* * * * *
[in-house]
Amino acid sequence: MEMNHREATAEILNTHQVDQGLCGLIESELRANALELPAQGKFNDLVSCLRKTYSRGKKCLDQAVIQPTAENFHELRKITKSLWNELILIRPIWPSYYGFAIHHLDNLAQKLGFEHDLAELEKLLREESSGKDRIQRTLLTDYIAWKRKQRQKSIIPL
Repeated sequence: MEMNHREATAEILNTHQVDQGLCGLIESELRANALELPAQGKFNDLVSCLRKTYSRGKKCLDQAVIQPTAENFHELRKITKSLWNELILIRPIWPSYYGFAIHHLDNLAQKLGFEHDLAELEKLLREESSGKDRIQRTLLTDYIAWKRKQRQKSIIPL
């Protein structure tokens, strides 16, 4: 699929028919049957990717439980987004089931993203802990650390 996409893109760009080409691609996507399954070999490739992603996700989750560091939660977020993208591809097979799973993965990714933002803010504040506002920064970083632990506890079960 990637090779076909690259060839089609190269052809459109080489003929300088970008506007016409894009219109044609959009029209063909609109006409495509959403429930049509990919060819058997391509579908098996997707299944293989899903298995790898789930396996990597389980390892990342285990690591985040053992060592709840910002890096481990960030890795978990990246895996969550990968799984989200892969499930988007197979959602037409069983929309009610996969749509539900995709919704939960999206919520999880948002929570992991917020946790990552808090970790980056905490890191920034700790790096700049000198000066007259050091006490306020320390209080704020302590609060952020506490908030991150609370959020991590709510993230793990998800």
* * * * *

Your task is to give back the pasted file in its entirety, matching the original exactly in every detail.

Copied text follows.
[in-house]
Amino acid sequence: MEMNHREATAEILNTHQVDQGLCGLIESELRANALELPAQGKFNDLVSCLRKTYSRGKKCLDQAVIQPTAENFHELRKITKSLWNELILIRPIWPSYYGFAIHHLDNLAQKLGFEHDLAELEKLLREESSGKDRIQRTLLTDYIAWKRKQRQKSIIPL
Repeated sequence: MEMNHREATAEILNTHQVDQGLCGLIESELRANALELPAQGKFNDLVSCLRKTYSRGKKCLDQAVIQPTAENFHELRKITKSLWNELILIRPIWPSYYGFAIHHLDNLAQKLGFEHDLAELEKLLREESSGKDRIQRTLLTDYIAWKRKQRQKSIIPL
């Protein structure tokens, strides 16, 4: 699929028919049957990717439980987004089931993203802990650390 996409893109760009080409691609996507399954070999490739992603996700989750560091939660977020993208591809097979799973993965990714933002803010504040506002920064970083632990506890079960 990637090779076909690259060839089609190269052809459109080489003929300088970008506007016409894009219109044609959009029209063909609109006409495509959403429930049509990919060819058997391509579908098996997707299944293989899903298995790898789930396996990597389980390892990342285990690591985040053992060592709840910002890096481990960030890795978990990246895996969550990968799984989200892969499930988007197979959602037409069983929309009610996969749509539900995709919704939960999206919520999880948002929570992991917020946790990552808090970790980056905490890191920034700790790096700049000198000066007259050091006490306020320390209080704020302590609060952020506490908030991150609370959020991590709510993230793990998800």